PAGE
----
After a terrible car accident puts seventeen-year- old Noah Newbolt into a coma, he is hooked up to the innovative Dream Engine—a virtual reality helmet that immerses the player in an online fantasy game. The Dream Engine keeps Noah’s mind alive while doctors frantically work to heal his body, but dying in the game could send Noah back into a coma, forever. Meanwhile, Noah’s girlfriend, Sue, is suffering injuries from the same car crash, and the doctors grow confused when she seemingly fails to connect to the game. Then Noah encounters a mysterious avatar who suggests the last remnants of Sue’s consciousness are being held prisoner in the most dangerous part of the game. Noah takes it upon himself to rescue Sue, allying himself with a group of high-level players. But as he rises through the ranks, his high status earns him the ire of top players across the world. Can Noah stay alive—and awake—long enough to save Sue and escape the game? NOTE: Stuck in the Game is a cyberpunk, video game science fiction & fantasy novel.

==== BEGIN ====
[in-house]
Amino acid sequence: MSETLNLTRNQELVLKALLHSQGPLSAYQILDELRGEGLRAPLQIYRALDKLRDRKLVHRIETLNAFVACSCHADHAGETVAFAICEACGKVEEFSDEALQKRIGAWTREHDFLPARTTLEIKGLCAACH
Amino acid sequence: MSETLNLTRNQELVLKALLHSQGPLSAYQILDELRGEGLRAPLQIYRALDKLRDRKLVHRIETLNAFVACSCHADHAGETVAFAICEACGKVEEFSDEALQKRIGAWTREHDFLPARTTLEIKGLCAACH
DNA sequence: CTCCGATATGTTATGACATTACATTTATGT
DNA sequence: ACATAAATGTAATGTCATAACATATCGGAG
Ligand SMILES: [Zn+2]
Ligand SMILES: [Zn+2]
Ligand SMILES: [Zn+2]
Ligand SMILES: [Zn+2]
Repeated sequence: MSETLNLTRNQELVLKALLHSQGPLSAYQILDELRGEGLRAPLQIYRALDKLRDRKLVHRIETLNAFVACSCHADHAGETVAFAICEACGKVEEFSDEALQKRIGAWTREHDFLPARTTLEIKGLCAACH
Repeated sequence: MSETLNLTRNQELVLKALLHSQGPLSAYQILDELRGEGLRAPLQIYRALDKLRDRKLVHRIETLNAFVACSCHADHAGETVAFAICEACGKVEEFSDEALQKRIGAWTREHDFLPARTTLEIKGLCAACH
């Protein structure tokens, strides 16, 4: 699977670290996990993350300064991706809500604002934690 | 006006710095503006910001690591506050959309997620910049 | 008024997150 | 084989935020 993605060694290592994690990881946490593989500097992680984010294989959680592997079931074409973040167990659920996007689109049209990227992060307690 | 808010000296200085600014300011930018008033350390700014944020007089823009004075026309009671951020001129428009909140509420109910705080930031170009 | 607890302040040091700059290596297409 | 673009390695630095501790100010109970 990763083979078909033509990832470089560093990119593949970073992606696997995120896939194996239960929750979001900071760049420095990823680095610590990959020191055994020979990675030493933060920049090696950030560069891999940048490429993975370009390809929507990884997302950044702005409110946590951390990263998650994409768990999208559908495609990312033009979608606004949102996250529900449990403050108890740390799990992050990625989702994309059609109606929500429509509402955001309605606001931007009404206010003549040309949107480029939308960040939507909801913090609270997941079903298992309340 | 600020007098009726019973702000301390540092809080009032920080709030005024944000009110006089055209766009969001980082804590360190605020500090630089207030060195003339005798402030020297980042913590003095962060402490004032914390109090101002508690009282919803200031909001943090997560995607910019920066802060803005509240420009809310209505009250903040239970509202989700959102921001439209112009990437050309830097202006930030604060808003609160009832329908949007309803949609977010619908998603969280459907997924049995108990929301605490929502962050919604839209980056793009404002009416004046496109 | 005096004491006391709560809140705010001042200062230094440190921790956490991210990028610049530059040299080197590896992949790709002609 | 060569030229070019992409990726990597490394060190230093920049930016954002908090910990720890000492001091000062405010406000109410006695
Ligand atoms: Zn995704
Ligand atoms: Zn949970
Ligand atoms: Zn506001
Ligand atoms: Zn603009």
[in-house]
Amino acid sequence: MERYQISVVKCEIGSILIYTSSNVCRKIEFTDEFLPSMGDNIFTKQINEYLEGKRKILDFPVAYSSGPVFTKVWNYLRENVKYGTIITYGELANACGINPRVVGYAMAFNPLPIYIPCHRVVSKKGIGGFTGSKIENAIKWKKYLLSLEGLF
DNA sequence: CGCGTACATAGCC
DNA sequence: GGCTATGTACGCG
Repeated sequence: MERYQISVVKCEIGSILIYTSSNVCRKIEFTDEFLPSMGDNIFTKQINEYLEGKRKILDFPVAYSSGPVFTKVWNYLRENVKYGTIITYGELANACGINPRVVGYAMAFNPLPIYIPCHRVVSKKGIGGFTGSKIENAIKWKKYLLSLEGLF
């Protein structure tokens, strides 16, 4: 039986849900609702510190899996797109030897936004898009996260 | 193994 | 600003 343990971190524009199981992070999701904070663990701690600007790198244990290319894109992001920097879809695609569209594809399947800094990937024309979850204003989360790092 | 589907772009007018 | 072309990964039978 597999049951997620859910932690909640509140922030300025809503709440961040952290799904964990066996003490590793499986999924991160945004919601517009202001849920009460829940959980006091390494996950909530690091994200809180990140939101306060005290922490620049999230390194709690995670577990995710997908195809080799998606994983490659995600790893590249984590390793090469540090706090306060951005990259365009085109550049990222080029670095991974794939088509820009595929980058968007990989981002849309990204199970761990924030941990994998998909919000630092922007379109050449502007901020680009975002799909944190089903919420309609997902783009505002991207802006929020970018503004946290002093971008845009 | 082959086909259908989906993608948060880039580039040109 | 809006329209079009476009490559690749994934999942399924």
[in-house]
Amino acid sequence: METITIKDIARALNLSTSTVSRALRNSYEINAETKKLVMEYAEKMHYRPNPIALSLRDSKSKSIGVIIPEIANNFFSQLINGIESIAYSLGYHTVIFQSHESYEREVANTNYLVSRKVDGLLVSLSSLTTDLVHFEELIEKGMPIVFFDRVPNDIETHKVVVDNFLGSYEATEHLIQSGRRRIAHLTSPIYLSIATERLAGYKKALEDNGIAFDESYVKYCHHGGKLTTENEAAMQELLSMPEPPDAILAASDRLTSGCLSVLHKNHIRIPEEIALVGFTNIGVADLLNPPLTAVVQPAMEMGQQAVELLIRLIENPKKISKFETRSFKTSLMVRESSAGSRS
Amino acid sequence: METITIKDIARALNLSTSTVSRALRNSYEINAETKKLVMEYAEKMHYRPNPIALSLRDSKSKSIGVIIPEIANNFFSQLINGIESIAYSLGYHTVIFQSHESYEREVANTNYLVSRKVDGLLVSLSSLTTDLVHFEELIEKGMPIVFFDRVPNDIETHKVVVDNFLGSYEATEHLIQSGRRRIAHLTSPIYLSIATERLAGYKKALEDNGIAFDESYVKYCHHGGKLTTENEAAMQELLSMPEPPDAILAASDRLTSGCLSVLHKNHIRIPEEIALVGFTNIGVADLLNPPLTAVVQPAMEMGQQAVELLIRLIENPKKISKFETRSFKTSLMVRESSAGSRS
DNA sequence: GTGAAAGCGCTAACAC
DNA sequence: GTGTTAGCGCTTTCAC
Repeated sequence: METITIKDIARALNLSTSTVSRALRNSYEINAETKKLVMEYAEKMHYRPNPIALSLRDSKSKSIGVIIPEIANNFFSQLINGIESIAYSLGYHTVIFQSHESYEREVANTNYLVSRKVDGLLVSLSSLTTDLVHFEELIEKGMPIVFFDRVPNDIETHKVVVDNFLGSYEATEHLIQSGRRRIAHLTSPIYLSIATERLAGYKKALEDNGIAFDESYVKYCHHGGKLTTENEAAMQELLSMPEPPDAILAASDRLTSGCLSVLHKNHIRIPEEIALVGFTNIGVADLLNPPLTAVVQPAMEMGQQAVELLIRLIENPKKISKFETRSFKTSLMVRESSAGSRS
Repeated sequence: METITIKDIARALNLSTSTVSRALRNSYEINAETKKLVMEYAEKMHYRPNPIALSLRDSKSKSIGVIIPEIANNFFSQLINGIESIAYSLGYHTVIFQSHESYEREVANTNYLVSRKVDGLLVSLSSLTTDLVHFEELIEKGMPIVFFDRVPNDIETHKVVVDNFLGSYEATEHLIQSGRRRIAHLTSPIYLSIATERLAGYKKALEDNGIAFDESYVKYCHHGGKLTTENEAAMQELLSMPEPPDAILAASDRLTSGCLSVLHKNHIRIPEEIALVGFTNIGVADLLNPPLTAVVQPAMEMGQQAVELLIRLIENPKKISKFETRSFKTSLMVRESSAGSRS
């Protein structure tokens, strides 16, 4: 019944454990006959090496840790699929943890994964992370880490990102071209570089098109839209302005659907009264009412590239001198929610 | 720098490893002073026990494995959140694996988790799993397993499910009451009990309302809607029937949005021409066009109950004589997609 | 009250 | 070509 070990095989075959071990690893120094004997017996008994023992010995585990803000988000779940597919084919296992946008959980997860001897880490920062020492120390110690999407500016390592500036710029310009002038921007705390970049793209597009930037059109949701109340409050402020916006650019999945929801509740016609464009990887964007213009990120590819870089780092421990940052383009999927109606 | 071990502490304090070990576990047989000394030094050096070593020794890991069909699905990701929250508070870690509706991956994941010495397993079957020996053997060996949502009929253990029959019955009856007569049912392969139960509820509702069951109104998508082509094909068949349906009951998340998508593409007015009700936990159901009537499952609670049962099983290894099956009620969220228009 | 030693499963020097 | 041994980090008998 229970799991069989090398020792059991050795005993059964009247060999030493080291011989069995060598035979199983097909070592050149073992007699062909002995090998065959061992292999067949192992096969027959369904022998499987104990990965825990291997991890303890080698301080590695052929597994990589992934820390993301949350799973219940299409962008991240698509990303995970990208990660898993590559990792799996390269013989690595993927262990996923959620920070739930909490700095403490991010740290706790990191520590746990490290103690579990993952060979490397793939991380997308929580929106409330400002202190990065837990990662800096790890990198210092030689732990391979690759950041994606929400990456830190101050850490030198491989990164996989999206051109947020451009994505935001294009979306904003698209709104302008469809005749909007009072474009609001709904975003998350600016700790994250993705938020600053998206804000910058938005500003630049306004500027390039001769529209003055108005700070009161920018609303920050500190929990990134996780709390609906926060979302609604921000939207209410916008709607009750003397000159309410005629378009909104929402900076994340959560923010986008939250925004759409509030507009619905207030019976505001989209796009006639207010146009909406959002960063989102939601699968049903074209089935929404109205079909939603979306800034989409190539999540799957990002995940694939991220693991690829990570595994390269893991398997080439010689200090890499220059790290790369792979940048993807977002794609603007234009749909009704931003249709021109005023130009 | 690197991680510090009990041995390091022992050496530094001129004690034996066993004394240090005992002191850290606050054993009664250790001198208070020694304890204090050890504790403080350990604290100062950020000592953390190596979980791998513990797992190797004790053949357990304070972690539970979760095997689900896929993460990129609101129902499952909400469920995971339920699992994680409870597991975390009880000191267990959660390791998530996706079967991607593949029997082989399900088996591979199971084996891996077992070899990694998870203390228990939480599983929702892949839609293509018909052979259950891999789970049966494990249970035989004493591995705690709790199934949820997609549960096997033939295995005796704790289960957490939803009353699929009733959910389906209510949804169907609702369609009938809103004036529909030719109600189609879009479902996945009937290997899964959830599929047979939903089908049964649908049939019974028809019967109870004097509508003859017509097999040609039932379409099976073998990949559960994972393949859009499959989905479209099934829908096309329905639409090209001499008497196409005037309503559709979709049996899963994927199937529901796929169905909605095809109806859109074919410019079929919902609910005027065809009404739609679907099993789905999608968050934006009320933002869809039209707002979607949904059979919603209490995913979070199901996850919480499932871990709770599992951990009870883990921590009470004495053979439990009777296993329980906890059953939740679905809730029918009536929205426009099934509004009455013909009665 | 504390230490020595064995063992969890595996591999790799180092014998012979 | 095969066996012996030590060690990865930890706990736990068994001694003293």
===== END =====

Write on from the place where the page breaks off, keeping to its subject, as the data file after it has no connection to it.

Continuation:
My Opinion: 224 pages. $2.99, available on Kindle Unlimited.
Stuck in the Game was brought to my attention on twitter by Future House Books when they tagged the LitRPG podcast. Unfortunately, they also described it there as Sword Art Online + Ready Player One. So my expectations were higher than they should have been. The story has a setup similar to Sword Art Online but that’s the only real similarity. There’s no similarity to Ready Player One. That aside, it’s a pretty decent story.
A young man and his girlfriend get into a car accident. They’re both brain damaged and hooked up to a dream based VR system. Because of the delicate nature of his brain and the mechanics of the game, if he dies in the game though he might fall into an irreversible coma.
In game he gets a mysterious message hinting that the girlfriend, who was also in the car accident, might be trapped somewhere in the game world and he goes off to find her. While this story point is brought up in the book description, it doesn’t show up in the story till about half way through the book. That annoyed me a little.
Other than that it’s a perfectly fine ‘trapped in a game’ story with lots of leveling, decent fights, and an interesting magic system. I’d rate the story 6 out of 10. Better than average.